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Blaming ‘Wellington’ for the Super City fiasco is a smoke screen to divert attention from the real culprits, North Shore Mayor Andrew Williams said today.
“A disturbing trend is appearing where some commentators and super city supporters are starting to blame ‘Wellington’ for the impending super city train wreck, in a shrewd attempt to shift the blame from the real culprits who are right here in Auckland under our very noses,” Mayor Williams said.
“Chamber of Commerce head Michael Barnett recently blamed ‘Wellington and a select group of bureaucrats’ for super city failings, AUT academic Peter McKinley recently said ‘the whole restructuring process is being driven from Wellington’, and mayoral hopeful John Banks recently tried to blame ‘the backroom people, the architects of the grand plan’ in Wellington.”
“The super city is the creation of local government minister and Epsom MP Rodney Hide and has been rubber stamped by Cabinet every step of the way, eight of whom are Auckland MPs themselves, including five here on the North Shore; John Key, Wayne Mapp, Murray McCully, Jonathan Coleman and Steven Joyce.”
“All the decisions, from setting up the super city and super mayor, to setting up the local boards as ‘talk shops’ without any power or funding in their own right, to the rules setting up the ward gerrymander, to handing the vast bulk of community assets over to unelected council company boards meeting in secret, are all decisions taken by the Minister and the Cabinet.”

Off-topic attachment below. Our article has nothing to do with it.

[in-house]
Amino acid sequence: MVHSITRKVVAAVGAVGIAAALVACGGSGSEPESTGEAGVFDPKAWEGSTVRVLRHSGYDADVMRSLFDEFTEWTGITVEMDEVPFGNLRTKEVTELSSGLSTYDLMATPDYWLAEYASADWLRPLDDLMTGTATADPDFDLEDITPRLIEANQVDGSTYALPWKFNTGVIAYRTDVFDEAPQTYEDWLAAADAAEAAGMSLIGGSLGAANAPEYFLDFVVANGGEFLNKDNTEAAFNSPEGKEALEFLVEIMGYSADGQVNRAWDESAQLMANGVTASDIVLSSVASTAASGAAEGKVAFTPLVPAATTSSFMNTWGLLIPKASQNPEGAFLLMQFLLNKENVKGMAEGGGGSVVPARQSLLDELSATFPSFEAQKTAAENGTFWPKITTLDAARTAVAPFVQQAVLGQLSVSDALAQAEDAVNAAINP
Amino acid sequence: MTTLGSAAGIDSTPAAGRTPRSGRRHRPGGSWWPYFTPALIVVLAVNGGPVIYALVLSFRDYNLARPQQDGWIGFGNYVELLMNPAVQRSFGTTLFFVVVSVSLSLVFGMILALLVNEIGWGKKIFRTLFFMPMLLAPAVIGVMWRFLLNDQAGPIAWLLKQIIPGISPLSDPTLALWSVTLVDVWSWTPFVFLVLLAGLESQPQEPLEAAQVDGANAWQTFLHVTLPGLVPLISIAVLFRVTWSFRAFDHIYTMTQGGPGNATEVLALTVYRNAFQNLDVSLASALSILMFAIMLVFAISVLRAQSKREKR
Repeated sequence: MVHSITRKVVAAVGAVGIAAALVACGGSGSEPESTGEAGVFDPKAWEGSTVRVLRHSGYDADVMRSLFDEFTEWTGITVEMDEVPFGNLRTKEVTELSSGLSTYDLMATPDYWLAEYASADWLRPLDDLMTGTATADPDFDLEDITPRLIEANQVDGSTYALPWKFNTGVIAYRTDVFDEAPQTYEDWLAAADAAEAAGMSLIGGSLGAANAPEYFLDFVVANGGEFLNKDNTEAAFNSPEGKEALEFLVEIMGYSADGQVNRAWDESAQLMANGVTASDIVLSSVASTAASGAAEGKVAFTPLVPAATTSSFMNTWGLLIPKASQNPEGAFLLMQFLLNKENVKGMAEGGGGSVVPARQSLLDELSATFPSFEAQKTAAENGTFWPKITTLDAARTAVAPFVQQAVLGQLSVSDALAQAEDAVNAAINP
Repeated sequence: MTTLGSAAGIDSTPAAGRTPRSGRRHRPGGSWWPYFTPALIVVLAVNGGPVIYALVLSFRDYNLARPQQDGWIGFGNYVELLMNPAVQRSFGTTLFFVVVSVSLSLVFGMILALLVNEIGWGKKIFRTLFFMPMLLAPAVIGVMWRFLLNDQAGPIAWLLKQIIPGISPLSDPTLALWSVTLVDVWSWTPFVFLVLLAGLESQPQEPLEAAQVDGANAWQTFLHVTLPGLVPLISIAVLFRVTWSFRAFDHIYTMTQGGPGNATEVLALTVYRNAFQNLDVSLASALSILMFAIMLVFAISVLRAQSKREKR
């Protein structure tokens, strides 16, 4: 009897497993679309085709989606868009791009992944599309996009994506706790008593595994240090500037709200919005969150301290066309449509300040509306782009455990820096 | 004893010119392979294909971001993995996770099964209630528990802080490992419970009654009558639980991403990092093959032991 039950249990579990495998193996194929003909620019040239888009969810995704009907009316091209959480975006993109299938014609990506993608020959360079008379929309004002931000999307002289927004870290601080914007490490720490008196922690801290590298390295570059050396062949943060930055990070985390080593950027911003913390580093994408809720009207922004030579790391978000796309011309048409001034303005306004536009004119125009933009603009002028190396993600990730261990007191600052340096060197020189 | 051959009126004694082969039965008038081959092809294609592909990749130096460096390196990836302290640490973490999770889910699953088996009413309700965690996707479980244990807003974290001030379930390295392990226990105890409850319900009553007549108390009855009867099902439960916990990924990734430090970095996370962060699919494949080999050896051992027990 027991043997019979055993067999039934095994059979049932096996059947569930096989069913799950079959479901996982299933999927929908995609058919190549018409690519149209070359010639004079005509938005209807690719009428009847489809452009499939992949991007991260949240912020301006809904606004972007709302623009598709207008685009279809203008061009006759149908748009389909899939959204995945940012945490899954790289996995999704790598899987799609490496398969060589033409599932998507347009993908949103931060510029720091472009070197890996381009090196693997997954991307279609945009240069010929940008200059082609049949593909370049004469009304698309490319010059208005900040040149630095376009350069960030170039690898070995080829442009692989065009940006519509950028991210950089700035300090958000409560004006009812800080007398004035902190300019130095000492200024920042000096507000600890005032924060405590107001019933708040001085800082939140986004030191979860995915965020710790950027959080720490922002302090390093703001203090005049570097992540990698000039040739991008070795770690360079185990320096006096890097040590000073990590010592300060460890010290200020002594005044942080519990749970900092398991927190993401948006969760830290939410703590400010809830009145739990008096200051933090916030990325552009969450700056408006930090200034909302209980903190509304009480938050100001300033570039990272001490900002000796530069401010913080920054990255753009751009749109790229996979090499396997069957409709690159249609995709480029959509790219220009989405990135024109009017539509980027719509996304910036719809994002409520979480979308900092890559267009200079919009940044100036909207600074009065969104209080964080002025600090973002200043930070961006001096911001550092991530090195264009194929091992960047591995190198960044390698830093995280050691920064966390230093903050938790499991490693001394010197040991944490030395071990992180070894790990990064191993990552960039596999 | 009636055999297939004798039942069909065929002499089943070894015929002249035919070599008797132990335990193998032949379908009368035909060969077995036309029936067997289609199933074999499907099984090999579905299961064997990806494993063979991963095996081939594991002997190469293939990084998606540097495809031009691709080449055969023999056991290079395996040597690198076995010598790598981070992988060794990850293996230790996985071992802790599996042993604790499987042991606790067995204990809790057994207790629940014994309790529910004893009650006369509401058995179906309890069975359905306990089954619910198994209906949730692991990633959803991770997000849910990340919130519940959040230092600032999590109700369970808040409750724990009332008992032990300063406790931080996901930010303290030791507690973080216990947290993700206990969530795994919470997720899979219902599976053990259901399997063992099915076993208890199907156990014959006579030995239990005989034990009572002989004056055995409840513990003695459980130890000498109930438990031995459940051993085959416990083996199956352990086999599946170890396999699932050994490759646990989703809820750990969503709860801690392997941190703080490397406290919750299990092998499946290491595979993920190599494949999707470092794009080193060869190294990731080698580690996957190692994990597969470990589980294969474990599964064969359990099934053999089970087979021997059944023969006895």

“The truth is that the Wellington bureaucrats, for once in their lives, have actually helped the people of Auckland. Their inherent inability to move quickly and their endlessly frustrating processes have acted as a bulwark against the government’s ‘crash through’ approach and given Aucklanders just enough time to see the true horror of the super city model before it is too late.”
“The government is behaving like Dr. Frankenstein running from its own monster, and looking for scapegoats. Next they will be blaming ‘Wellington’ for the appointment of dozens of the government’s cronies onto council company boards, then they will try blaming the Auckland Transition Agency, then the new Auckland Council itself and its massive bureaucracy, for failing the people of Auckland, which takes us back to square one,” Mayor Williams said.
Eleven months ago on 7 April 2009 Rodney Hide launched his attack on the democracy of Auckland. His speech and press statement that day stated “The Government had rejected the Royal Commission’s proposal of six local councils because it would mean unnecessary and costly duplication of service delivery, and be too large to allow effective grassroots community representation. “We now have a simpler, clearer governance structure that provides strong leadership at the regional level and community representation at the local level.”
Goodness knows how Rodney Hide thinks that a super council with over 6,000 staff, eight siloed non-elected CCO’s handling 75 percent of council business, and 19 toothless local boards is a "simpler, clearer governance structure " than the well established democratically accountable local units of government they replace.
So much for his much promised, much vaunted “one mayor, one council, one voice for Auckland”. What we are being delivered is a far cry from his claims of 7 April.